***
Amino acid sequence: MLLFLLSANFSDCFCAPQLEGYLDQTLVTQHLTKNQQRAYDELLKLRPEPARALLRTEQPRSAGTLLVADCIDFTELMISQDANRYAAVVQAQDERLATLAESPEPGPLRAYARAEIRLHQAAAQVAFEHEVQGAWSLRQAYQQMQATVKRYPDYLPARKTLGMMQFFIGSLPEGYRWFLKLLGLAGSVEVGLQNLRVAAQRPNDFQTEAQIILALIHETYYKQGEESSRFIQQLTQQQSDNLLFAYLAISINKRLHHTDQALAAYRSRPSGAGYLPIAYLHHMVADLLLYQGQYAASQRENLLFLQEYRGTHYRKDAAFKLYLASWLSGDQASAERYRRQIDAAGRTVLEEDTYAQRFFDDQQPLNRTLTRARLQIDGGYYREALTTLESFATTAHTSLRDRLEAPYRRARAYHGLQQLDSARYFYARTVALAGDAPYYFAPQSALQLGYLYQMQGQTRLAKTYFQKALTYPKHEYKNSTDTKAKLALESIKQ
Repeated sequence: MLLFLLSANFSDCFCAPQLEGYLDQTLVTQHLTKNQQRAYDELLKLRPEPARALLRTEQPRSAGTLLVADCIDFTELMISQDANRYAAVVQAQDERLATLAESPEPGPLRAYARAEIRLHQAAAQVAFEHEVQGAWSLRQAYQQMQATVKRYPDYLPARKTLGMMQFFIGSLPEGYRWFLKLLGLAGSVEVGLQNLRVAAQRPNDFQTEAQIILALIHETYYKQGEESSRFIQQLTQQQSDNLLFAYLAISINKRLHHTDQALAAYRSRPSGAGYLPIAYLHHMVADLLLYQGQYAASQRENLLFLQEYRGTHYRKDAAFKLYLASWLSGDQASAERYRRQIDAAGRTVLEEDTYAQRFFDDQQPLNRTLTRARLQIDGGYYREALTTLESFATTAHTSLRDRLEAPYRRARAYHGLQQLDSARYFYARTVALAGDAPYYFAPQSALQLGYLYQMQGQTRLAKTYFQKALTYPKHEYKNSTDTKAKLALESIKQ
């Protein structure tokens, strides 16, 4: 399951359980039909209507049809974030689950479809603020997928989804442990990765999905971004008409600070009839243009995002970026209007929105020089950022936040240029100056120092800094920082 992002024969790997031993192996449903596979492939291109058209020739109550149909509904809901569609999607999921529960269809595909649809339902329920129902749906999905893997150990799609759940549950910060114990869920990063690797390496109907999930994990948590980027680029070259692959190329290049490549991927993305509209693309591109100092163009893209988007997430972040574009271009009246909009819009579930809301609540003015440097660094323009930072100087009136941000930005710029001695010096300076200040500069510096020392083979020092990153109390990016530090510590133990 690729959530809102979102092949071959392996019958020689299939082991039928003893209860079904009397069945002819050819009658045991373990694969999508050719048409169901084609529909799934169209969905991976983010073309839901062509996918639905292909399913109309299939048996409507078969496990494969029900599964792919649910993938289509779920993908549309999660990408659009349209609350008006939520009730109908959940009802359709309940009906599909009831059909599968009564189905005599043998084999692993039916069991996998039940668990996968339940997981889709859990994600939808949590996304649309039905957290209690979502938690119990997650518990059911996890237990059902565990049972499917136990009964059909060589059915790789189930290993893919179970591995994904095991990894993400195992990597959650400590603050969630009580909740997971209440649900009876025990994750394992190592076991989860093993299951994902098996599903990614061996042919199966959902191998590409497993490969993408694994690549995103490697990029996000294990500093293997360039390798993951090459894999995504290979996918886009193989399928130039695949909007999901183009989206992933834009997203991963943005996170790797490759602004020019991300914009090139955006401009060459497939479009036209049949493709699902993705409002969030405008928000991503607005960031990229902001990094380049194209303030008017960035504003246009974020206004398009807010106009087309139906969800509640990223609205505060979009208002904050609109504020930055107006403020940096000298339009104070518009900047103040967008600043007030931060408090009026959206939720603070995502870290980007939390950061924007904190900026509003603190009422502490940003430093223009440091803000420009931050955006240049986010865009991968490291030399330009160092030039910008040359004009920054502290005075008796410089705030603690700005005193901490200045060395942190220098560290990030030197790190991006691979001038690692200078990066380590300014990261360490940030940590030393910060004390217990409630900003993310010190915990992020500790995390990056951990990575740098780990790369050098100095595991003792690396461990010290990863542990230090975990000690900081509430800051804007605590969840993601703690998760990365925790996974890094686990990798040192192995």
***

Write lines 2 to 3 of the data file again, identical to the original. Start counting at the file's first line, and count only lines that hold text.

Repeated sequence: MLLFLLSANFSDCFCAPQLEGYLDQTLVTQHLTKNQQRAYDELLKLRPEPARALLRTEQPRSAGTLLVADCIDFTELMISQDANRYAAVVQAQDERLATLAESPEPGPLRAYARAEIRLHQAAAQVAFEHEVQGAWSLRQAYQQMQATVKRYPDYLPARKTLGMMQFFIGSLPEGYRWFLKLLGLAGSVEVGLQNLRVAAQRPNDFQTEAQIILALIHETYYKQGEESSRFIQQLTQQQSDNLLFAYLAISINKRLHHTDQALAAYRSRPSGAGYLPIAYLHHMVADLLLYQGQYAASQRENLLFLQEYRGTHYRKDAAFKLYLASWLSGDQASAERYRRQIDAAGRTVLEEDTYAQRFFDDQQPLNRTLTRARLQIDGGYYREALTTLESFATTAHTSLRDRLEAPYRRARAYHGLQQLDSARYFYARTVALAGDAPYYFAPQSALQLGYLYQMQGQTRLAKTYFQKALTYPKHEYKNSTDTKAKLALESIKQ
């Protein structure tokens, strides 16, 4: 399951359980039909209507049809974030689950479809603020997928989804442990990765999905971004008409600070009839243009995002970026209007929105020089950022936040240029100056120092800094920082 992002024969790997031993192996449903596979492939291109058209020739109550149909509904809901569609999607999921529960269809595909649809339902329920129902749906999905893997150990799609759940549950910060114990869920990063690797390496109907999930994990948590980027680029070259692959190329290049490549991927993305509209693309591109100092163009893209988007997430972040574009271009009246909009819009579930809301609540003015440097660094323009930072100087009136941000930005710029001695010096300076200040500069510096020392083979020092990153109390990016530090510590133990 690729959530809102979102092949071959392996019958020689299939082991039928003893209860079904009397069945002819050819009658045991373990694969999508050719048409169901084609529909799934169209969905991976983010073309839901062509996918639905292909399913109309299939048996409507078969496990494969029900599964792919649910993938289509779920993908549309999660990408659009349209609350008006939520009730109908959940009802359709309940009906599909009831059909599968009564189905005599043998084999692993039916069991996998039940668990996968339940997981889709859990994600939808949590996304649309039905957290209690979502938690119990997650518990059911996890237990059902565990049972499917136990009964059909060589059915790789189930290993893919179970591995994904095991990894993400195992990597959650400590603050969630009580909740997971209440649900009876025990994750394992190592076991989860093993299951994902098996599903990614061996042919199966959902191998590409497993490969993408694994690549995103490697990029996000294990500093293997360039390798993951090459894999995504290979996918886009193989399928130039695949909007999901183009989206992933834009997203991963943005996170790797490759602004020019991300914009090139955006401009060459497939479009036209049949493709699902993705409002969030405008928000991503607005960031990229902001990094380049194209303030008017960035504003246009974020206004398009807010106009087309139906969800509640990223609205505060979009208002904050609109504020930055107006403020940096000298339009104070518009900047103040967008600043007030931060408090009026959206939720603070995502870290980007939390950061924007904190900026509003603190009422502490940003430093223009440091803000420009931050955006240049986010865009991968490291030399330009160092030039910008040359004009920054502290005075008796410089705030603690700005005193901490200045060395942190220098560290990030030197790190991006691979001038690692200078990066380590300014990261360490940030940590030393910060004390217990409630900003993310010190915990992020500790995390990056951990990575740098780990790369050098100095595991003792690396461990010290990863542990230090975990000690900081509430800051804007605590969840993601703690998760990365925790996974890094686990990798040192192995």